Projections for new and existing biopharmaceutical drugs indicate that demand will soon overwhelm supply.1 New facilities housing cell-culture units can be built, but they require a substantial capital investment and are costly to operate. In response, alternative production systems are being developed. One of the most promising systems incorporates transgenic plants as the expression host.2-5
The plant-made biopharmaceutical (PMB) industry began in the early 1990s, and a few products are now in advanced clinical trials. Some products that have been produced in plants include trypsin, aprotinin, therapeutic monoclonal antibodies, therapeutic enzymes, protective antigens from human pathogens, and blood factors.6,7 The regulatory process has developed alongside this growth. An important document on biotechnology regulation was a 1984 Federal Register Notice (FRN), "Proposal for a Coordinated Framework for Regulation of Biotechnology,"8 in which the government determined that biotechnology products could be regulated effectively under existing statutory authorities and regulations and described those authorities.
This two-part article will guide you through the matrix of federal agencies, laws, and regulations that govern the evaluation, production, and distribution of the final PMB products derived from recombinant plants. Such products fall under the authority of FDA, the US Department of Agriculture (USDA), and the Environmental Protection Agency (EPA), depending upon the nature of the product and its intended use.TECHNICAL BACKGROUND Recombinant organisms are integral to the biomanufacturing industry as a host system for expressing therapeutic and medicinal proteins. Transgenic plant systems promise lower production costs since plants can be grown in a field instead of a cell-culture facility. Also, they provide an alternative production system for proteins that are difficult to express in traditional cell culture.
Using plant-specific transformation techniques, the gene encoding the therapeutic product is inserted into the genome of the host plant. Depending on the techniques and type of plant used, the product may be expressed in the leaves, stems, seeds, fruit, or other plant parts. The recombinant plant is propagated, and a seed bank is established. Subsequent generations of plants are grown from the seed bank to produce plant material expressing the protein, which is harvested and subjected to an extraction and purification process similar to traditional processes with cells or microorganisms.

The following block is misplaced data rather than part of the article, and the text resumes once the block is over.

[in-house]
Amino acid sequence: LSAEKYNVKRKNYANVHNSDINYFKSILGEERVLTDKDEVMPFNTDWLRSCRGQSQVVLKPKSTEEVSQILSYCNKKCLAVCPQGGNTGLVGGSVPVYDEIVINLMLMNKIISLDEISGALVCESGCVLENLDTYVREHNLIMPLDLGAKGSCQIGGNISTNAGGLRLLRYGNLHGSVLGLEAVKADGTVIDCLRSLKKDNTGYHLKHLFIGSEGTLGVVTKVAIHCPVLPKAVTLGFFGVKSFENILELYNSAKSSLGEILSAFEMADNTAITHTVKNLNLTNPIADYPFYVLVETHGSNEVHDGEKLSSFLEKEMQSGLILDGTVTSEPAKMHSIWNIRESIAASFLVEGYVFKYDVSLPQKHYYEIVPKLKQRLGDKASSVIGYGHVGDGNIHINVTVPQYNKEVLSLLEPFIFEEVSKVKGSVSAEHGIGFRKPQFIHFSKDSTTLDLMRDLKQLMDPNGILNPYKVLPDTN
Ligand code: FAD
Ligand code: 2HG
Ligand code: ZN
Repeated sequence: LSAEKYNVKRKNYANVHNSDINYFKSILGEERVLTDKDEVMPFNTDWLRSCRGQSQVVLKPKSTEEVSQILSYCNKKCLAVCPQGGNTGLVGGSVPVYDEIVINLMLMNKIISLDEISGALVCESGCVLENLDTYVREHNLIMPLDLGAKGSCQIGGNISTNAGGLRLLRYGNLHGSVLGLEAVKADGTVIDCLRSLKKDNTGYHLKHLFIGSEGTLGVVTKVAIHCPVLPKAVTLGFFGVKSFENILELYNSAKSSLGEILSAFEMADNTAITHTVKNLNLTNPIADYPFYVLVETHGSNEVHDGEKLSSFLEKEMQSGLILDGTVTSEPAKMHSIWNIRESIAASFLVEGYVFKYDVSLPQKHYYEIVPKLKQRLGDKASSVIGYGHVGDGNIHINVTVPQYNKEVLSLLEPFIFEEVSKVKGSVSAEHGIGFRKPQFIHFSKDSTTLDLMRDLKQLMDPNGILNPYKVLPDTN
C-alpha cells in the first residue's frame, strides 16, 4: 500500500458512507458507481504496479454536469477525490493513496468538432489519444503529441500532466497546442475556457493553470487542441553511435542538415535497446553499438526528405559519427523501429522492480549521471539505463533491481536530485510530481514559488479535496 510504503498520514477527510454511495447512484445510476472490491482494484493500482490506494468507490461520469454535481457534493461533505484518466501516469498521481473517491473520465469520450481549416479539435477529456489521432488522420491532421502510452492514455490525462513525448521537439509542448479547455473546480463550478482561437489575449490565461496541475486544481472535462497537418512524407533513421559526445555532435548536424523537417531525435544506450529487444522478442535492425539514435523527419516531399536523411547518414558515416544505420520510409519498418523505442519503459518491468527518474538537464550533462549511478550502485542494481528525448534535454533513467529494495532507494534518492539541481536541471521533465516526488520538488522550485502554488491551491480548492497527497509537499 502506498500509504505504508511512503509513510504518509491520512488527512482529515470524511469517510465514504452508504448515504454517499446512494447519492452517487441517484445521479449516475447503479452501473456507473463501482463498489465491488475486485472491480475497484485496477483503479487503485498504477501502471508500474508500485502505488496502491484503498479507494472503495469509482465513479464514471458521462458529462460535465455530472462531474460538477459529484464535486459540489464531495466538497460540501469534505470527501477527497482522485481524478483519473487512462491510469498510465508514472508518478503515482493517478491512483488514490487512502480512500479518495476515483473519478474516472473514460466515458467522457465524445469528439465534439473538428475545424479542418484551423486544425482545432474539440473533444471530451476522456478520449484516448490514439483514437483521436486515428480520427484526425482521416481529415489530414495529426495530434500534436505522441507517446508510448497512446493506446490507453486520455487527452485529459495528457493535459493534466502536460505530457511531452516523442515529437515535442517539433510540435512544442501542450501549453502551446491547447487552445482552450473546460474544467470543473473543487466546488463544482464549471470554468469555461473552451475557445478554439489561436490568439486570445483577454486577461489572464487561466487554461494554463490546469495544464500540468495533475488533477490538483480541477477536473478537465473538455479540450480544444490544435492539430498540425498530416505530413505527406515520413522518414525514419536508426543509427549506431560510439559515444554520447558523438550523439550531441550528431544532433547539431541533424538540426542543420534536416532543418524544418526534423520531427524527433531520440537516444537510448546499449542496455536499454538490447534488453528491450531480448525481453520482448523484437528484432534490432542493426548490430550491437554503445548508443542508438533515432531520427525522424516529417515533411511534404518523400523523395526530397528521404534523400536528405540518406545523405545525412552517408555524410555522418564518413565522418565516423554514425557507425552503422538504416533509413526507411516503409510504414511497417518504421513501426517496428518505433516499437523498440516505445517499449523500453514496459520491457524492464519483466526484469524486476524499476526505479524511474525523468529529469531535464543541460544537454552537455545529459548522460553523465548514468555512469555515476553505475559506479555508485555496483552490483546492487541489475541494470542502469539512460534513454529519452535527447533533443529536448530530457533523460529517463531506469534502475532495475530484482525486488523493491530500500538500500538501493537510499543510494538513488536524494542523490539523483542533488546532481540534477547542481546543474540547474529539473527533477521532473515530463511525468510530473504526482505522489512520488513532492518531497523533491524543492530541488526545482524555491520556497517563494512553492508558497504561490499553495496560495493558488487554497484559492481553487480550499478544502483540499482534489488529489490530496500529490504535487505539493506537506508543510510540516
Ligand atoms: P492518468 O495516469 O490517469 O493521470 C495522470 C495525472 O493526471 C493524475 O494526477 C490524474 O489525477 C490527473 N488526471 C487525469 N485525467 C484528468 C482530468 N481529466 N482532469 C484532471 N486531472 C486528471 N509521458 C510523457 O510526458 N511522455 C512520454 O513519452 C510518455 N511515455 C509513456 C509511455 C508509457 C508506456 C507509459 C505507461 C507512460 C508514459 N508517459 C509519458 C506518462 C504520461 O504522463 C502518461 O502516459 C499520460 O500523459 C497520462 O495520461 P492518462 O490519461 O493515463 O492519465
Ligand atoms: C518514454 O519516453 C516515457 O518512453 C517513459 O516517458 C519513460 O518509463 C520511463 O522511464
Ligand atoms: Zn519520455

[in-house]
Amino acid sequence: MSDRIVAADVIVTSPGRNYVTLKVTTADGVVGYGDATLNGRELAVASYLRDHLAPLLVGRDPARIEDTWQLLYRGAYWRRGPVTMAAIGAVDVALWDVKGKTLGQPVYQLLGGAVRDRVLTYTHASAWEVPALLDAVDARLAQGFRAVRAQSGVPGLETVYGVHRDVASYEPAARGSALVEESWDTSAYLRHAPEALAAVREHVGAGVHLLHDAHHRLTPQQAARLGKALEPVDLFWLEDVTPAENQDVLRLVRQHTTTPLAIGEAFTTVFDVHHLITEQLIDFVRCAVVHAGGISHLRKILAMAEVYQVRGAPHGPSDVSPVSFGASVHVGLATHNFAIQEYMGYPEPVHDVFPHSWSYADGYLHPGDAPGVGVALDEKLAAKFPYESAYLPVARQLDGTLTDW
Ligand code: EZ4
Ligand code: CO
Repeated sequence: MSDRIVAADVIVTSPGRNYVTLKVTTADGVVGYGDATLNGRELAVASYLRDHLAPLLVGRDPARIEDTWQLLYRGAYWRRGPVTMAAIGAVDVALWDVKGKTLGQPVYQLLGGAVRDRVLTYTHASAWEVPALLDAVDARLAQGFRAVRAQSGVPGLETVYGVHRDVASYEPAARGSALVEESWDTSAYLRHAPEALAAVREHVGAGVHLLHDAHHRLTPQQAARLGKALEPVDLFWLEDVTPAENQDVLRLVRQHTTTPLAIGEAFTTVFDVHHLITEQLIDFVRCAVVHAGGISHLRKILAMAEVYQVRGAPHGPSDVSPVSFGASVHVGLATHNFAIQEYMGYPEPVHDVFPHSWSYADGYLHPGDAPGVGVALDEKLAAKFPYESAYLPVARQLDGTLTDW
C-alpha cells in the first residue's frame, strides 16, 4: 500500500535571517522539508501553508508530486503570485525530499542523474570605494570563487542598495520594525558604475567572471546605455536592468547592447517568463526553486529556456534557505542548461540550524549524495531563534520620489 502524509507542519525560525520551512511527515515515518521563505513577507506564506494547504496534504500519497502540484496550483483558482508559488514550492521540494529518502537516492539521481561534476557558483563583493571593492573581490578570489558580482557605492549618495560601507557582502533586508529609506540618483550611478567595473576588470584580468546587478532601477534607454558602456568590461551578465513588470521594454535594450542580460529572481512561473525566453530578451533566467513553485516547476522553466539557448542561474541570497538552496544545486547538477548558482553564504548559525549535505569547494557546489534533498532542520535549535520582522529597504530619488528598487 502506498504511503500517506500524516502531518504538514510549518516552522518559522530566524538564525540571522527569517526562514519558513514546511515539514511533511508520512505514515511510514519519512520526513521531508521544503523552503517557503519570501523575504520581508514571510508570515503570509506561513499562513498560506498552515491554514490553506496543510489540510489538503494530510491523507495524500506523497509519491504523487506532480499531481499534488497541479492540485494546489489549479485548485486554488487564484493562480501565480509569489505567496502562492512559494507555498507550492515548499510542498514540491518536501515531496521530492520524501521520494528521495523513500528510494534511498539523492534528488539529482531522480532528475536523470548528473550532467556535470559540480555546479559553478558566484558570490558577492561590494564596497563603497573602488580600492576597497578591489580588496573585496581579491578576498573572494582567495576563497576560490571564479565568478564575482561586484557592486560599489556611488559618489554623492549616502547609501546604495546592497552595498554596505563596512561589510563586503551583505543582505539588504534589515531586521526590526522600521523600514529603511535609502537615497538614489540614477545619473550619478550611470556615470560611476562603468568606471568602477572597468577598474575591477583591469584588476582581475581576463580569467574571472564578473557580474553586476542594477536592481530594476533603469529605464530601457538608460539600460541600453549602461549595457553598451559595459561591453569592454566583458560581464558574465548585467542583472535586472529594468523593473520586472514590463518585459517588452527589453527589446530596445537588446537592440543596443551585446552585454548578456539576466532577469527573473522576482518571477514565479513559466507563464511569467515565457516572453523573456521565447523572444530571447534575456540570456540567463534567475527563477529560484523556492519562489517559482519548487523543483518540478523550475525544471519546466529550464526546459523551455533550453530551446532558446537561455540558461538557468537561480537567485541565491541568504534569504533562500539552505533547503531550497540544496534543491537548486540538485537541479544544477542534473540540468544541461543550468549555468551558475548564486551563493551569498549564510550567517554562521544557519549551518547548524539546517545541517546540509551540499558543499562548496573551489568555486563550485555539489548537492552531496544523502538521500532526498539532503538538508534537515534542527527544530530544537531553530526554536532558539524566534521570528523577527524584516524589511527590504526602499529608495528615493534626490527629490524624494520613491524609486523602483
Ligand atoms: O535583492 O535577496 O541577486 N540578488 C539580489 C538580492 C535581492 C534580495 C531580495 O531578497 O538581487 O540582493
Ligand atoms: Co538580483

A PMB is no different than a biopharmaceutical derived from cultured mammalian cells or microorganisms. Existing regulations ensure the safety, purity, and efficacy of a biopharmaceutical regardless of the host expression system. However, with a new host and a new propagation environment (a field or greenhouse which is less controlled than a bioreactor), understanding the differences in development and production is critical for laying the groundwork and defining the regulatory path to commercialization.
PMBs are generally protein products intended for use as human or animal drugs, medical devices, vaccines, diagnostic reagents, and raw biochemical or industrial materials. This article discusses the regulation of biological products for human use as drugs or therapeutics that have been derived from a recombinant plant source. We do not cover traditional "botanical products" as the term is used by FDA in "Guidance for Industry: Botanical Drug Products."9 That document specifically excludes "materials derived from genetically modified botanical species (i.e., by recombinant DNA technology or cloning)."
Biological products from any source are unique and must be handled in a different manner than synthesized chemical drugs in order to assure the safety, purity, and potency of the drug. These products are derived from living systems, are heat labile, are subject to microbial contamination, can be damaged by shear forces, and have the potential to be immunogenic or allergenic.
The source material entering the purification process is likely to be generated in a non-sterile environment (a field or greenhouse) and is exposed to unique environmental factors such as agricultural chemicals, weather, insects, birds, mammals, dirt, pollen from other plants, fungi, and bacteria. Also, there are known and unknown potential contaminants that must be identified and analyzed for potential effect on the end product's quality.
THREE REGULATORY BODIES Because part of the biopharmaceutical manufacturing process takes place outside of a contained facility, a critical component of PMB regulation is a system to avoid inadvertent release of material, to ensure environmental safety, and to protect the integrity of agricultural plant products intended for food and feed. Three US government agencies address these quality and regulatory issues.